/We May Never Know How Vast the Multiverse is

We May Never Know How Vast the Multiverse is

Key idea:  In fact, recent scientific research suggests that life in the universe is rare.

Original author and publication date: Alan Lightman – September 8, 2022

Futurizonte Editor’s Note: So, it seems that life is rare in our Universe. But this is not the only Universe.

From the article:   

Like many people on planet Earth, I have been spellbound by the first pictures from the James Webb Space Telescope: the lacelike windings of galaxies, the apricot filaments of nebulae, the remnants of exploded stars. A less picturesque, but still revolutionary, part of Webb’s mission is the search for signs of life elsewhere in the universe. The telescope goes about this momentous quest by analyzing the starlight passing through the atmospheres of distant planets. Each kind of molecule leaves its own telltale imprints on traversing light, and some molecules, such as oxygen, carbon dioxide, and methane, may indicate life forms on the planet below. Indeed, Webb has already found evidence of carbon dioxide on at least one planet beyond our solar system.

Considering the billions of planets in our galaxy, and the billions of galaxies in the observable universe, few scientists believe that our planet is the only habitat with life.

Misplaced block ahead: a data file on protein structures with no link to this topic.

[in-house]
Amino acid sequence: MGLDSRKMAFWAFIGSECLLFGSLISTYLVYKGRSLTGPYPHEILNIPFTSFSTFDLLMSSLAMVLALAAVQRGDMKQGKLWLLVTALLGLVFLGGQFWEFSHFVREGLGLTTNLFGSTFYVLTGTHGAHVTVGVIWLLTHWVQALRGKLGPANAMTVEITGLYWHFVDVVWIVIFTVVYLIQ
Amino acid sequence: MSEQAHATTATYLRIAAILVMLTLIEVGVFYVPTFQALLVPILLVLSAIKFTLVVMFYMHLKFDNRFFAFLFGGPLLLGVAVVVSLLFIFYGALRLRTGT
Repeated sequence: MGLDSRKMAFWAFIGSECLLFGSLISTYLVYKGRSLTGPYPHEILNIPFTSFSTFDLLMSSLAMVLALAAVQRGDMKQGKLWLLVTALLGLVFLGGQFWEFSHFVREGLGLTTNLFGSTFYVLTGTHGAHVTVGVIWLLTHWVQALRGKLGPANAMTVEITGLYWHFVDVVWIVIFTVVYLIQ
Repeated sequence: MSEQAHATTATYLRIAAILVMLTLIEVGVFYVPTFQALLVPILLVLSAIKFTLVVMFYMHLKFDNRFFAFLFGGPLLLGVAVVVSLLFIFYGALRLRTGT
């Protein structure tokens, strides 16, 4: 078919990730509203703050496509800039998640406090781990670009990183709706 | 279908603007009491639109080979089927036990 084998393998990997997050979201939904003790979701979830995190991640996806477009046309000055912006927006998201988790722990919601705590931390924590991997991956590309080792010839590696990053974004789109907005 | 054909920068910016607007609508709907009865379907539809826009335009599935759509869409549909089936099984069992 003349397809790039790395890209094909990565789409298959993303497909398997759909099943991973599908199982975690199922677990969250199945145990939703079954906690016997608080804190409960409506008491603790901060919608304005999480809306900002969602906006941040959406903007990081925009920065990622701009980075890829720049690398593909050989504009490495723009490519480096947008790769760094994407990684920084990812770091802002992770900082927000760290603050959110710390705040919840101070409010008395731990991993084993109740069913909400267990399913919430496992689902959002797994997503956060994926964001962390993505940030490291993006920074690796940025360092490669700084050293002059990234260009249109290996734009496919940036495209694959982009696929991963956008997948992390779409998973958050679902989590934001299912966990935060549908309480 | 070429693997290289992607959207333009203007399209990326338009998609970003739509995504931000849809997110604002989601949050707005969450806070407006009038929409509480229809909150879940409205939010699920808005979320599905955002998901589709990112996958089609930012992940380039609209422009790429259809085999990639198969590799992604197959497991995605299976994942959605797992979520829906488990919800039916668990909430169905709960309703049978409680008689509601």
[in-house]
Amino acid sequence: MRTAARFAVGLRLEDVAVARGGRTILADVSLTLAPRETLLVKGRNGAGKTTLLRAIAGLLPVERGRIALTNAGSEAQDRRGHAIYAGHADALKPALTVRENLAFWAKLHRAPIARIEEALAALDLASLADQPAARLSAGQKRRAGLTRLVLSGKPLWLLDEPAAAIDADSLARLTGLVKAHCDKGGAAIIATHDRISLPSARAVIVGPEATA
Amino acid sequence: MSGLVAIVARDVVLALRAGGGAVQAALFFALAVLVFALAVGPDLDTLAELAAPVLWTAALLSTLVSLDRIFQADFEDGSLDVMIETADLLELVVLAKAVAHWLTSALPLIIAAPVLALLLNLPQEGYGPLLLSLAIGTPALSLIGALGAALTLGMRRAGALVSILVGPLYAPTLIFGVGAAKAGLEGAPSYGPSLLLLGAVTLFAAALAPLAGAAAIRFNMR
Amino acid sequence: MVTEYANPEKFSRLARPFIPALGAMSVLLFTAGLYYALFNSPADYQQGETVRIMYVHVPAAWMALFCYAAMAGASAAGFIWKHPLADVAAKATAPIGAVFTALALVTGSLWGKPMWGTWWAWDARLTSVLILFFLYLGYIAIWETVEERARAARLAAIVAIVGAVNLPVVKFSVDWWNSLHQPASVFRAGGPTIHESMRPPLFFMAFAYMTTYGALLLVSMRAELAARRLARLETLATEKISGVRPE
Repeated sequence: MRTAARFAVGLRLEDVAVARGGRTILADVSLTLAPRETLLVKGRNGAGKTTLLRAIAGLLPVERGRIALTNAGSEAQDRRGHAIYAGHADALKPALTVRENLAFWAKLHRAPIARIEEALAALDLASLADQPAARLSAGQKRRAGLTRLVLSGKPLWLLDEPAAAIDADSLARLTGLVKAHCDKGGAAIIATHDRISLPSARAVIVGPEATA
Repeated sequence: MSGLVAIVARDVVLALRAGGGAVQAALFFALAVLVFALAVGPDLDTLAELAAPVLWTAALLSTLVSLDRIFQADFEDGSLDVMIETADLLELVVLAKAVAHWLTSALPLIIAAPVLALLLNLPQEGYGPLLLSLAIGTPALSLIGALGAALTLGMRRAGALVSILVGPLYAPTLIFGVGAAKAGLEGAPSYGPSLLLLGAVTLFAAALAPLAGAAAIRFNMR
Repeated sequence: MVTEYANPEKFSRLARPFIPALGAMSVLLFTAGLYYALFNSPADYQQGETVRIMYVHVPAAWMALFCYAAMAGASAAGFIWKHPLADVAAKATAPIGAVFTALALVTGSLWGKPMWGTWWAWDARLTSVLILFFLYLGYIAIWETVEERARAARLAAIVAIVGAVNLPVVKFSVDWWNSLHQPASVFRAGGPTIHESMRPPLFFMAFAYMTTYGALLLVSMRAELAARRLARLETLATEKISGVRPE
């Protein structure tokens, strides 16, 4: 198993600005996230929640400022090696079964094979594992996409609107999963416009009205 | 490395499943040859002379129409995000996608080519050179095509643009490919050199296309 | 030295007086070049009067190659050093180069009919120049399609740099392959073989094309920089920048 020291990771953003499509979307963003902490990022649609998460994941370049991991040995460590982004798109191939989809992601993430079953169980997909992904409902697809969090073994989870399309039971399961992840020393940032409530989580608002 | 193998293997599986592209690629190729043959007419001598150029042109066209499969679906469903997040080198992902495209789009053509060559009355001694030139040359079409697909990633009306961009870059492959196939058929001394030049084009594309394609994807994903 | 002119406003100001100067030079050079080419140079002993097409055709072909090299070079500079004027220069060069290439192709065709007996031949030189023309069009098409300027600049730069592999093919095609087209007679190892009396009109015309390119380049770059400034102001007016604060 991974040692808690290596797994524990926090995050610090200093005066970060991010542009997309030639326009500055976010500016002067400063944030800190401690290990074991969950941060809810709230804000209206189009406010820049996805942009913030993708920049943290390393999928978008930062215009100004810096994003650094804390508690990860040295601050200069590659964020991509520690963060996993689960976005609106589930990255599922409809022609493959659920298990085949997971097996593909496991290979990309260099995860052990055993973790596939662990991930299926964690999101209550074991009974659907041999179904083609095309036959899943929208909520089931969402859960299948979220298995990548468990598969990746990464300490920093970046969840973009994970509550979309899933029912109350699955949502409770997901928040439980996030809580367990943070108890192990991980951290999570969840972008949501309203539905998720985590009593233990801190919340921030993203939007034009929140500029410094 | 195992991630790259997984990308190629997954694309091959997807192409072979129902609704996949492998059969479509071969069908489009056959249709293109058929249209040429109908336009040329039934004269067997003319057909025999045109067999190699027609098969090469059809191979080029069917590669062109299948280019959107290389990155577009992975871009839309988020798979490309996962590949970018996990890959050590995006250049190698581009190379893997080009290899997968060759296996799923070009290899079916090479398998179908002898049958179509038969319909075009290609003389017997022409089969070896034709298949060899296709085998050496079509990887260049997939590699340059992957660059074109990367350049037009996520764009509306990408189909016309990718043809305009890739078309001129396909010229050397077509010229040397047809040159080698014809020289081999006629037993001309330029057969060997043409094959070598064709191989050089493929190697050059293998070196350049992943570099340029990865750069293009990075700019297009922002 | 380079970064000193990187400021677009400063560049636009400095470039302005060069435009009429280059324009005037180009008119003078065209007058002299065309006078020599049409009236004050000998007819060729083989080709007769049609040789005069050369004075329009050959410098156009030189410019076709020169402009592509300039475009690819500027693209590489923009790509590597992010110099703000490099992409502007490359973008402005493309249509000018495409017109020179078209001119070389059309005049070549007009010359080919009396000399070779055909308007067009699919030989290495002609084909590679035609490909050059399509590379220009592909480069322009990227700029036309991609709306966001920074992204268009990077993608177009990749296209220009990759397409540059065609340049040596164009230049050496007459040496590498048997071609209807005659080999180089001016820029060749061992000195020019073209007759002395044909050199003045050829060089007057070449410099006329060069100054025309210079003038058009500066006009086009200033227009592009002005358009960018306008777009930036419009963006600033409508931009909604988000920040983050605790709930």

Nonetheless, finding definite evidence of living things elsewhere in the cosmos would have deep emotional and psychological import, as well as philosophical and theological meaning. Such a finding would force us humans to reconsider some of our fundamental beliefs: How do we define “life”? What are the possible varieties of life? Where did we living things come from? Is there some kind of cosmic community?

In fact, recent scientific research suggests that life in the universe is rare. A few years ago, using results from the Kepler satellite to estimate the fraction of stars with possibly habitable planets, I calculated that, even if all potentially habitable planets do in fact harbor life, the fraction of matter in the universe in living form is exceedingly small: about one-billionth of one-billionth. That’s like a few grains of sand on the Gobi Desert. Evidently, we living things are a very special arrangement of atoms and molecules.

The multiverse hypothesis is not accepted by all scientists. But one thing is almost certain: Life in our universe is extremely rare. I have already explained that life is rare in space—only a small fraction of matter exists in living form. Life is also rare in time, in the long unfolding history of the universe.

At some point in the future, in perhaps a few hundred billion years, after all of the stars have burned out and all sources of energy have been exhausted, life in our universe will end—not just life similar to that on Earth, but life of all kinds. The “era of life” will have passed.

What should we make of this realization? For me, it offers a feeling of kinship with all living things. We living things are the only mechanism by which the universe can observe itself. We living things, a few grains of sand on the desert, are that special arrangement of atoms and molecules that can attempt to fathom and record this dazzling spectacle of existence. In a limited but real sense, we living things help give the universe meaning. Without us, the cosmos would merely be.

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